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Artisanal Craftspeople Are Making Healthy Cheeses With Compelling Histories

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There is an artisanal economy resurfacing.

Artisanal Premium Cheese
Brie de Nangis

Many entrepreneurs are eschewing big business and mass production in an exchange for a more focused, purposeful return to their craft. More importantly, consumers -- millennials, especially -- are demanding this shift. They want high-quality products that have integrity and offer full disclosure. And they are willing to pay more for them.

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After years of pushing automation, we are once again craving that emotional connection to the things we buy. So, from clothes to wine to food (and I'm not talking about Wendy's Artisan Egg Sandwich), people want to hear the story behind the product: Where did it come from? Who got their hands dirty in the process?

Companies like Etsy and its 40 million unique monthly visitors are proof that handmade and heartfelt products can also make money. Retail behemoth Amazon would not have launched Handmade, its new online store that sells products from invite-only crafts people, if that weren't true.

Artisanal Premium Cheese is hoping to not only capitalize on this movement but take it a step further. Artisanal's management wants to take the products from its online business and offer them in eponymous cheese and wine cafés so that there is a face-to-face connection with their cheeses and their stories.

Artisans are passionate -- maybe even obsessed.

Much like wine, well-made cheese is a labor of love. It has a story. It is made from artisans who pass on their tradition and dedication to the next generations.

"And it's sensual and sexy on a plate," says Terrance Brennan, renowned chef and restaurateur who is credited with bring the cheese course to family meals across America.

That's what attracted Brennan to the cheese world. He spent years sharpening his culinary skills in Europe only to realize that every meal had a cheese course.

"When I had my first great Epoisse [a soft cow's milk cheese], I realized what have I been missing all my life," says Brennan, who grew up eating Kraft and Cheez Whiz.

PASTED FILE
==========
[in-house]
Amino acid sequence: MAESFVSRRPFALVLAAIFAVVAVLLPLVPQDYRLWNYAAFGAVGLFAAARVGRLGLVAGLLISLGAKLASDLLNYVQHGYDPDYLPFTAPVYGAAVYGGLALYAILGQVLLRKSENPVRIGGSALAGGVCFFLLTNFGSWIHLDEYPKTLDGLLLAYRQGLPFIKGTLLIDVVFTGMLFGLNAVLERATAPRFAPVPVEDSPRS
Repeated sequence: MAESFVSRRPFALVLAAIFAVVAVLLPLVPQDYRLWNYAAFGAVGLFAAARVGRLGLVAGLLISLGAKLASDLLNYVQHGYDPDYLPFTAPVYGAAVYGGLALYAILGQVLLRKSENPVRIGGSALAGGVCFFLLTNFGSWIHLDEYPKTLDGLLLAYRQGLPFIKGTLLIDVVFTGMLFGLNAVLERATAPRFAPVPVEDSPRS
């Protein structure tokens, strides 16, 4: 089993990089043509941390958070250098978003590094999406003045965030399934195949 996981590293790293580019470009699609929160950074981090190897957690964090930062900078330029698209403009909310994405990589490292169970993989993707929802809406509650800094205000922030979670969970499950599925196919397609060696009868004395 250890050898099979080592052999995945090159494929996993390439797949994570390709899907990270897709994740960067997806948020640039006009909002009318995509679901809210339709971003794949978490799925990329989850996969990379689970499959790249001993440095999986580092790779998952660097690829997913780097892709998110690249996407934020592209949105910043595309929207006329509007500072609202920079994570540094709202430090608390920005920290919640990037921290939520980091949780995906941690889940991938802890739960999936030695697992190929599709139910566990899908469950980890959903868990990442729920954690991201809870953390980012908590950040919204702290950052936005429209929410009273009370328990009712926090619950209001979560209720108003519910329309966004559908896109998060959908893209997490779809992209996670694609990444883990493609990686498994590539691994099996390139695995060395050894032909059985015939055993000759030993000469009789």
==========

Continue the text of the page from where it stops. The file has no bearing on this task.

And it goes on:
So in 1993, when he opened Picholine, an award-winning restaurant in New York City, he offered a French-style cheese car so guests could select cheeses as part of their meal. It revolutionized fine dining and played a role in this restaurant having two Michelin stars for almost five years, which unfortunately is now closed.

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But Brennan wanted to do more to highlight the food he loved so much. In 2001, he opened Artisanal, a bistro-cheese-wine bar, and then in 2003, he launched the Artisanal Premium Cheese Center -- a 10,000 square-foot facility dedicated to the selection and distribution of the world's finest artisanal cheeses.

"But my passion had become an obsession," says Brennan who realized he wanted to focus more on his restaurants.

So in 2007, he sold the Cheese Center, along with its website,, to current CEO Daniel Dowe. But even back then, Brennan and Dowe knew their customers would demand a face-to-face connection with their products.

So they are joining forces. Together, they plan to open wine and cheese cafés around the country to do just that.

And for even more validity, they brought in one of the foremost authorities on cheese, Steven Jenkins. He authored the book Cheese Primer which won him a James Beard Award, and he was nominated for the Julia Child Award of the International Association of Culinary Professionals.

Jenkins was most recently a senior vice president of Fairway Markets, and his mission there was to give small businesses representation in the marketplace.

"There are so many artisans in Europe that for generations have specialized in making products that are indigenous to their region," says Jenkins, who now hopes to bring those products to the Artisanal cafés.

Tell your story -- and tell it well.

Cheese has gotten a bad wrap recently, but good cheese -- cheese that has been properly ripened and aged -- actually has little to no lactose and less fat than you think.

Many will argue that it's almost a complete protein, and there are plenty of scientific reasons to support it. But all that has to be part of the narrative. Customers want to know that the products they purchase are good for them, their families and our Earth.

Artisanal's new management team realizes this -- and that's why they are opening these cafés. They want to tell their story in person.

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Maybe that's the next step in this whole artisanal movement. Maybe emails and websites aren't enough anymore. Maybe its time to bring back some human contact.

And what a better way to do that then at a café over some cheese and a glass of wine.

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